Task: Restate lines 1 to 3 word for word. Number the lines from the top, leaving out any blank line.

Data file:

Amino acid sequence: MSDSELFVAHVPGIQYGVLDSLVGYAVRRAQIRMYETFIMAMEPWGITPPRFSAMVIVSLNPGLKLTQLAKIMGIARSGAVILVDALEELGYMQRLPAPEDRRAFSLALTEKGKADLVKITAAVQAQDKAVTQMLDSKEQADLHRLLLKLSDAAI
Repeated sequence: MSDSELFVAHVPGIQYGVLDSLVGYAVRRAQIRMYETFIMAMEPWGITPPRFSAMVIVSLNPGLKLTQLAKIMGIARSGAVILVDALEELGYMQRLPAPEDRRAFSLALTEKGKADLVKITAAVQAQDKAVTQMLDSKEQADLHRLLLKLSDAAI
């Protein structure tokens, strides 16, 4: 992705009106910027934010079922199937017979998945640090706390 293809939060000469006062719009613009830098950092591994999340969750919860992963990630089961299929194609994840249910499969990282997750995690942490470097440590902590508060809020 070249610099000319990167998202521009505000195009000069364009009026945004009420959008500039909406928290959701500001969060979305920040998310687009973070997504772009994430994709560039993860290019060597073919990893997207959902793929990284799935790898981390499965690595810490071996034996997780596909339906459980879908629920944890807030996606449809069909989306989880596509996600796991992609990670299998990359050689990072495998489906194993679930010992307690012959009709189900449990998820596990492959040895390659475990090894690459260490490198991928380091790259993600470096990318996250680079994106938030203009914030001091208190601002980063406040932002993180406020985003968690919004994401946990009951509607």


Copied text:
Amino acid sequence: MSDSELFVAHVPGIQYGVLDSLVGYAVRRAQIRMYETFIMAMEPWGITPPRFSAMVIVSLNPGLKLTQLAKIMGIARSGAVILVDALEELGYMQRLPAPEDRRAFSLALTEKGKADLVKITAAVQAQDKAVTQMLDSKEQADLHRLLLKLSDAAI
Repeated sequence: MSDSELFVAHVPGIQYGVLDSLVGYAVRRAQIRMYETFIMAMEPWGITPPRFSAMVIVSLNPGLKLTQLAKIMGIARSGAVILVDALEELGYMQRLPAPEDRRAFSLALTEKGKADLVKITAAVQAQDKAVTQMLDSKEQADLHRLLLKLSDAAI
């Protein structure tokens, strides 16, 4: 992705009106910027934010079922199937017979998945640090706390 293809939060000469006062719009613009830098950092591994999340969750919860992963990630089961299929194609994840249910499969990282997750995690942490470097440590902590508060809020 070249610099000319990167998202521009505000195009000069364009009026945004009420959008500039909406928290959701500001969060979305920040998310687009973070997504772009994430994709560039993860290019060597073919990893997207959902793929990284799935790898981390499965690595810490071996034996997780596909339906459980879908629920944890807030996606449809069909989306989880596509996600796991992609990670299998990359050689990072495998489906194993679930010992307690012959009709189900449990998820596990492959040895390659475990090894690459260490490198991928380091790259993600470096990318996250680079994106938030203009914030001091208190601002980063406040932002993180406020985003968690919004994401946990009951509607």